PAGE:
University of Hertfordshire

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From the same journal

Toward gas exhaustion in the W51 high-mass protoclusters

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  • aa28318-16

    Final published version, 9.43 MB, PDF document

  • A. Ginsburg
  • W.~M. Goss
  • C. Goddi
  • R. Galván-Madrid
  • James Dale
  • J. Bally
  • C.~D. Battersby
  • A. Youngblood
  • R. Sankrit
  • J. Darling
  • J.~M.~D. Kruijssen
  • H.~B. Liu
  • R Smith
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Original languageEnglish
Pages (from-to)A27
Number of pages27
JournalAstronomy & Astrophysics
Publication statusPublished - 25 Oct 2016


We present new JVLA observations of the high-mass cluster-forming region W51A from 2 to 16 GHz with resolution θfwhm ≈ 0.3−0.5″. The data reveal a wealth of observational results: (1) Currently forming, very massive (proto-O) stars are traced by o - H2CO21,1−21,2 emission, suggesting that this line can be used efficiently as a massive protostar tracer; (2) there is a spatially distributed population of ≲mJy continuum sources, including hypercompact H ii regions and candidate colliding wind binaries, in and around the W51 proto-clusters; and (3) there are two clearly detected protoclusters, W51e and W51 IRS2, that are gas-rich but may have most of their mass in stars within their inner ≲0.05 pc. The majority of the bolometric luminosity in W51 most likely comes from a third population of OB stars between these clusters. The presence of a substantial population of exposed O-stars coincident with a population of still-forming massive stars, together with a direct measurement of the low mass loss rate via ionized gas outflow from W51 IRS2, implies that feedback is ineffective at halting star formation in massive protoclusters. Instead, feedback may shut off the large-scale accretion of diffuse gas onto the W51 protoclusters, implying that they are evolving toward a state of gas exhaustion rather than gas expulsion. Recent theoretical models predict gas exhaustion to be a necessary step in the formation of gravitationally bound stellar clusters, and our results provide an observational validation of this process.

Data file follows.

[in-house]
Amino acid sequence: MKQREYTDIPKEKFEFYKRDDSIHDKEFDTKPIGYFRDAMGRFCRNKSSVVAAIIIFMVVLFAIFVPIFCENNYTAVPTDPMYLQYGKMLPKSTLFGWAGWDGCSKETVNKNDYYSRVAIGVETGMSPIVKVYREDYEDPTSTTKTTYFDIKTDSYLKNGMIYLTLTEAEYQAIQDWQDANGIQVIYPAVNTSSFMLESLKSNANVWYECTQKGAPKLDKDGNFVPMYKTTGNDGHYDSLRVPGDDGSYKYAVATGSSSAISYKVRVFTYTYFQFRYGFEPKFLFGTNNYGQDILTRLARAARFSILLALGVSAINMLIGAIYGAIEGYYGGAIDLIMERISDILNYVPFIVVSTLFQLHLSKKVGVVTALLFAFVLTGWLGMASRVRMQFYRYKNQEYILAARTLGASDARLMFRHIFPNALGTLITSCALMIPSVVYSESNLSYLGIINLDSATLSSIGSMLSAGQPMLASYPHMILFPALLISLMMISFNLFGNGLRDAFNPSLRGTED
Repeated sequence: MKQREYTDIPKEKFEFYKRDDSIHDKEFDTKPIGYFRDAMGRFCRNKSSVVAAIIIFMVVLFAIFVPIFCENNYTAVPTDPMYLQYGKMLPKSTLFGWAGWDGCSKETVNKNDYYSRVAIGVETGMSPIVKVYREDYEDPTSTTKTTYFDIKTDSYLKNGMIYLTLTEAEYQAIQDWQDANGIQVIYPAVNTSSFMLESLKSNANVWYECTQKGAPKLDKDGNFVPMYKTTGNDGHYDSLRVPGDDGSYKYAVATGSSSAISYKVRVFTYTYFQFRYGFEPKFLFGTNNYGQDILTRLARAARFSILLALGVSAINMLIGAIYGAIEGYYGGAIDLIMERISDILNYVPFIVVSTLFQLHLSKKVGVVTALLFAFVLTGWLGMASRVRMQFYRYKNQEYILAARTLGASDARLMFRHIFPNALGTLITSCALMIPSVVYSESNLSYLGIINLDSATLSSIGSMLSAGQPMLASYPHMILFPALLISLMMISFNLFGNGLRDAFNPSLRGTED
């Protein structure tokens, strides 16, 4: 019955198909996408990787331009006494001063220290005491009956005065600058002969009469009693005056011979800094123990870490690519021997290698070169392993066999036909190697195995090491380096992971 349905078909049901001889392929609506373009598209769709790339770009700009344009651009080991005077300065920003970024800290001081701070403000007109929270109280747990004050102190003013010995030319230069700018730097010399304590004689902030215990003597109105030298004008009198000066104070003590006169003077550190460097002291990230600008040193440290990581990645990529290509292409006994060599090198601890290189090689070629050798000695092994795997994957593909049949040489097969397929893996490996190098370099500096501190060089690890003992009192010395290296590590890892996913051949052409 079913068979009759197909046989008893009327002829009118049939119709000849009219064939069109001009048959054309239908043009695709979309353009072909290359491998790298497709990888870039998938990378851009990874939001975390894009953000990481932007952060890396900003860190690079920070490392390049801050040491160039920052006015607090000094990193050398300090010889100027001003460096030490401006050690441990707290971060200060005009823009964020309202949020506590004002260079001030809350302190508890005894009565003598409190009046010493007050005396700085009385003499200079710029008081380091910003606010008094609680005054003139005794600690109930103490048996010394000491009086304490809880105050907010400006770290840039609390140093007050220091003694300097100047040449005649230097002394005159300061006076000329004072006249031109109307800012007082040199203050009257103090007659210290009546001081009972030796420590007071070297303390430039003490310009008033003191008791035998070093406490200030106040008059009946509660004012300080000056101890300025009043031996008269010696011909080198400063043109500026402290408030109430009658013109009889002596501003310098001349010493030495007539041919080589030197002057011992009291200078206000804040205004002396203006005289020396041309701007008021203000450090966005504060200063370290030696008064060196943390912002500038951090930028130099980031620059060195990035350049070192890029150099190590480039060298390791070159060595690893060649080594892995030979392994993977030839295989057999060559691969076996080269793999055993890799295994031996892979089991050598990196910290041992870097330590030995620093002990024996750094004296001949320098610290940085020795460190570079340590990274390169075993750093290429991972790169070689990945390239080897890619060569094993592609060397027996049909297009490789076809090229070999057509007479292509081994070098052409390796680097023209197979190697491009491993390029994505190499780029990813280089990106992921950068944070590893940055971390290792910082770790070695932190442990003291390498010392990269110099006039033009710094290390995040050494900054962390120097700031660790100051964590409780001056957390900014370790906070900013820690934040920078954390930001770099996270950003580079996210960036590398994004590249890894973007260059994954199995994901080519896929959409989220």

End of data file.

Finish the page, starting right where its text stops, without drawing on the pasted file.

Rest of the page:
Reproduced with permission from Astronomy & Astrophysics, © 2016 ESO

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